Hamas/Hezbollah Terrorist Infrastructures in Gaza, Lebanon

More to Gaza Threat Than Just Rockets, Warns IDF


This author would like to believe the report’s opening premise which says that the Gaza ceasefire; “is being viewed with skepticism by Israeli government and military officials, who doubt the Palestinian Arabs’ willingness to keep to the truce for very long.”

The report goes on to say;

The Gaza-based terror groups, led by Hamas, continue to develop an massive terrorist infrastructure on par with
Hizballah-controlled southern Lebanon and Taliban-
controlled Afghanistan, he explained.

If they succeed in this quest, the “Palestinians” could turn Gaza into a swamp of violence that Israeli leaders dare not enter despite future rocket fire.

But this does not even come close to revealing the full extent of the Gaza threat.

John Keegan of Telegraph.co.uk goes much further in describing the extent of the terrorist infrastructure;

Israel cannot tolerate the rebuilding of Hizbollah’s fortified zone in south Lebanon, from which last year it launched its missile bombardment of northern Israel. Hizbollah has now reconstructed the fortified zone and is replenishing its stocks of missiles there. Hamas is also creating a fortified zone in the Gaza Strip and building up its stocks of missiles. Israel, therefore, faces missile attack on two fronts. When the Israel general staff decides the threat has become intolerable, it will strike.

Hizbollah suffered heavy losses in the fighting, perhaps as many as 1,000 killed out of its strength of up to 5,000 and it is only just now recovering.

What allowed Hizbollah to appear successful was its occupation of the bunker-and-tunnel system that it had constructed since June 2000, when the IDF gave up its presence in south Lebanon, which it had occupied since 1982.

Although the IDF had got into south Lebanon, the casualties it had suffered in entering the fortified zone had alarmed the government and high command, since Israel’s tiny population is acutely vulnerable to losses in battle. Israel’s plan was to destroy Hizbollah’s tunnels and bunkers, but the sending of a United Nations intervention force did not allow the destruction to be completed before the IDF was forced to withdraw.

Tunnel systems have played a crucial part in many modern campaigns, without attracting much attention. That is a serious oversight. The success of the Viet Cong in sustaining its war effort in Vietnam in 1968-72 depended heavily on its use of the so-called War Zone B, a complex of deep tunnels and underground bases north of Saigon, which had been begun during the war against the French in 1946-55.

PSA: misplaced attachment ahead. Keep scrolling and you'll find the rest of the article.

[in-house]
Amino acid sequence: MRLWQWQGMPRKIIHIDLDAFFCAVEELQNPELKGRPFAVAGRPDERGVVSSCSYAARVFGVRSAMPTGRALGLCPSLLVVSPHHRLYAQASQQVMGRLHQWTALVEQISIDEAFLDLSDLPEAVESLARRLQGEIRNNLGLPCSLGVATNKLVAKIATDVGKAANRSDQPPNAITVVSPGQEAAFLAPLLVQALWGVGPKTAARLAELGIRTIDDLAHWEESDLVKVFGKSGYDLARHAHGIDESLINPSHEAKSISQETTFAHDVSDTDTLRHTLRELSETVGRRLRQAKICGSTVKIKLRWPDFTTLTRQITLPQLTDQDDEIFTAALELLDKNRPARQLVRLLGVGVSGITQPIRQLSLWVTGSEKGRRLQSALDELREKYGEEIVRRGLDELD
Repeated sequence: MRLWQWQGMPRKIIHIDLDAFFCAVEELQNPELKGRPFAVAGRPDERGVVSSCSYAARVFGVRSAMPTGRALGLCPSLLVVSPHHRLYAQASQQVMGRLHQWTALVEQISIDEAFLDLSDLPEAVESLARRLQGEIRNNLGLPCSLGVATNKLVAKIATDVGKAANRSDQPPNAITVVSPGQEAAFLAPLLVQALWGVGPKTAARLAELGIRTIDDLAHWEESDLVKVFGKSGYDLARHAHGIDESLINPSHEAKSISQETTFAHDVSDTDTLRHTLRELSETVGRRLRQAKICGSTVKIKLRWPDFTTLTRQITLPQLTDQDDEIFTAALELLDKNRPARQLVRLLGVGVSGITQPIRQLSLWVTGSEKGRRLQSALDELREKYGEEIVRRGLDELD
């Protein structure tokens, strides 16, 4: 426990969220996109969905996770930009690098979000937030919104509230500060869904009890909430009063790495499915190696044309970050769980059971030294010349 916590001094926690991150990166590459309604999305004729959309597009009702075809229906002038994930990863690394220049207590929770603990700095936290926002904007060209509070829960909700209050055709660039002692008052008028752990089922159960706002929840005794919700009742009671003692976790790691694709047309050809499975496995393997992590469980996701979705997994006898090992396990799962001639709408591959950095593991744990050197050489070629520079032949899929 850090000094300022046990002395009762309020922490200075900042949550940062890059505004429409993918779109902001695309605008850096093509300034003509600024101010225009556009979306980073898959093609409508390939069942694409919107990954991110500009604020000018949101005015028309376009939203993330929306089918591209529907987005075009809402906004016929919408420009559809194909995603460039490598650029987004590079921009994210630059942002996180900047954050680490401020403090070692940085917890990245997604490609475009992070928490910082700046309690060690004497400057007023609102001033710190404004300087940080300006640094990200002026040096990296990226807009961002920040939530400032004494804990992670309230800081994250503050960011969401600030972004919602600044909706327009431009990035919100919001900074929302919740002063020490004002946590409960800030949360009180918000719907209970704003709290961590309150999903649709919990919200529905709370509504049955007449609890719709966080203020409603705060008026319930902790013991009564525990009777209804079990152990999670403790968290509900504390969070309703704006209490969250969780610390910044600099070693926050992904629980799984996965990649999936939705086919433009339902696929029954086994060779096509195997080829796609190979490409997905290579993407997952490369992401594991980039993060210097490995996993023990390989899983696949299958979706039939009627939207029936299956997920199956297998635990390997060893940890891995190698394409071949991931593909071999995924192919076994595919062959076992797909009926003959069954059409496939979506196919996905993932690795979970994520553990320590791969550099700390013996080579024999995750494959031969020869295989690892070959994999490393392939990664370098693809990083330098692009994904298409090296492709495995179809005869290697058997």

War Zone B provided the Viet Cong with a permanent base of refuge and resupply that proved effectively invulnerable even against a determined American effort to destroy it. War Zone B has now become a major tourist attraction to Western visitors to Vietnam.

In its time, however, War Zone B was very far from being a holiday facility: it assured the survival of the Viet Cong close to Saigon and their ability to mount operations against the government forces and the Americans. Hizbollah, either by mimicry or on its own account, has now begun to employ a tunnel and underground base strategy against Israel. It was for that reason it was able to confront Israeli armoured forces in south Lebanon earlier this year.

The adoption of a tunnel strategy has allowed Hizbollah to wage asymmetric warfare against Israel’s previously all-conquering armoured forces. The tunnel system is also impervious to attack by the Israeli Air Force.

Since Israel’s reason for existence is to provide a secure base for the Jewish people, and that of the IDF is to act as their shield and safeguard – functions that have been carried out with high success since 1948 – it is obvious that neither can tolerate a zone of invulnerability occupied by a sworn enemy located directly on Israel’s northern border.

Although the full Keegan article is built upon what seems obviously false premises, i.e., that the IDF will go to war again, on perhaps both the Gaza and Lebanon fronts once the situation becomes sufficiently untolerable, that the government of Israel will display a continued ruthlessness where the nation’s self-defense and the defense of the Jewish people is concerned, this author does not share agreement on these premises.

Based on the Olmert Regime’s three-monkey approach to cease-fire violations, its total abrogation of it’s security obligations leaving children to cower under concrete desks in vulnerable, unprotected schools, the regime’s abject failure to Call It Like It Is: Religious War; Islam vs. Infidels, Olmert’s dogged determination and pre-occupation with expelling Jews from their homes in Yehuda and Shomron, just as he and Sharon did in Gush Katif regardless of under what guise, this author would conclude that there is no such “skepticism” regarding the Gaza cease-fire as what is characterized in the article. Rather, there is every reason to view the Olmert Regime as leaping at the same straws which have failed repeatedly and completely everytime in the past. And there is every reason to agree with MK Steinitz who characterized the policies of the Olmert government as the ultimate burial of Israeli determination. MB